As part of an ongoing effort to foster good graduate student mentoring and facilitate communication between graduate advisors and advisees, The Graduate School has developed a template for annual reviews for doctoral (and potentially other) students. The purpose is to provide a tool that programs can use to: (1) allow students to report and reflect on their progress and accomplishments during the previous year and plan their activities and efforts for the coming year, and (2) aid major advisors in providing their graduate students with feedback on their progress to date and plans. The template is attached, along with examples of similar forms currently being used by some departments (English, Marine Sciences, and Psychology). The template draws from examples such as these, and incorporates feedback received from the Graduate Faculty Council and the Executive Committee.
Importantly, the template is designed to becustomizable. We anticipate that programs will modify it — adding, changing, or deleting items – to suit the specific needs of their programs. Although use of this or any form is purely voluntary (i.e., there is no Graduate School requirement that annual reviews of this sort be conducted), we strongly urge programs to institute a process based on some version of a tool like this.
We are distributing this template now so that programs that want to do so can use it this academic year. However, we view this as a “living document” that we will be revising as we receive feedback on it. In addition, we will be developing guidance/tips on implementations suggestions and strategies that we will be posting on the TGS website, along with the template itself, over the coming months.
It is our pleasure to announce the recipient of this year’s Edward C. Marth Mentorship Award. This award recognizes a faculty member for outstanding leadership and dedication to excellence in mentoring graduate students. It was established by the UConn AAUP to honor Edward Marth, former Executive Director of the UConn AAUP Chapter.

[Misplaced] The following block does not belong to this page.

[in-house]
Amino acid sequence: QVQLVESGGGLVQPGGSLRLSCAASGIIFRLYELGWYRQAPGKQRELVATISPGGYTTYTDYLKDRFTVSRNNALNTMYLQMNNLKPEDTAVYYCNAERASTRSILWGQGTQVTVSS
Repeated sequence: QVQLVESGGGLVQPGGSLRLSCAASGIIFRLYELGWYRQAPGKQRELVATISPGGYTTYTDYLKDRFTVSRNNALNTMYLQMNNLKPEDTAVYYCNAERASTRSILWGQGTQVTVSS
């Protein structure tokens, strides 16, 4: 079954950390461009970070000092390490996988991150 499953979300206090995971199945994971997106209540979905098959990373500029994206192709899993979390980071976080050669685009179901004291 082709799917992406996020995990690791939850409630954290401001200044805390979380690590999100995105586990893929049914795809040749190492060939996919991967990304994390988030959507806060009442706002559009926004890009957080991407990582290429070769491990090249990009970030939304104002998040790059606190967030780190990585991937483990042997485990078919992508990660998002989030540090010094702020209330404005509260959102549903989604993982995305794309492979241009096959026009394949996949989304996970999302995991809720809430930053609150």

This year’s recipient of the Marth Award is Professor Crystal Park from the Clinical Psychology program in the Department of Psychological Sciences. Professor Park has been an outstanding mentor and contributor to graduate education at UConn. To date, she Park has mentored 12 Ph.D. students and currently has six additional students in her lab (in addition to a number of undergraduates). It is clear from testimonials that Professor Park has had a profound impact on the lives of many of her students. From the minute they arrive on campus (and sometimes before), she builds a close working and personal relationship with them that in many cases extends well beyond graduation. She encourages her students to collaborate with other scientists at UConn and in the broader research community and helps them build their networks and develop relationships with other researchers. She encourages students to identify “big questions” of interest to them and to keep those questions in mind as they develop their research ideas. She clearly makes an enormous investment in her students and works hard to facilitate their success in graduate school and in their careers.
Professor Park is also a prolific researcher. She has published over 300 articles and book chapters, many of them co-authored with current or former graduate students. She is a fellow of the Association for Psychological Science, the Society of Behavioral Medicine, and the American Psychological Association (Divisions 36 and 38), and is currently Editor-in-Chief of the journal Psychology of Religion and Spirituality.
Past recipients of the Marth Award include Preston Britner (2020), Sandra Chafouleas (2019), Maria-Luz Fernandez (2018), Elizabeth Jockusch (2015-2016), Shareen Hertel (2014-2015), John Mathieu (2013-2014), JC Beall (2012-2013) and Dipak Dey (2011-2012).
The Whetten Graduate Center,
University of Connecticut
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The oral defense for the dissertation entitled: “Urban Morphology and Social-Ecological Connectivity in South New England Metropolitan Areas”. Doctoral Field of Study: Plant Science and Landscape Architecture Global urbanization has rapidly transformed physical environments and the associated social and ecological processes.Therefore, it is imperative to understand how urban form influences social and ecological sustainability. This dissertation delves into the influence of urban form on forest connectivity and social connectivity in South New England towns, aiming to explore the optimal urban form to reconcile conflicting socio-ecological sustainability goals.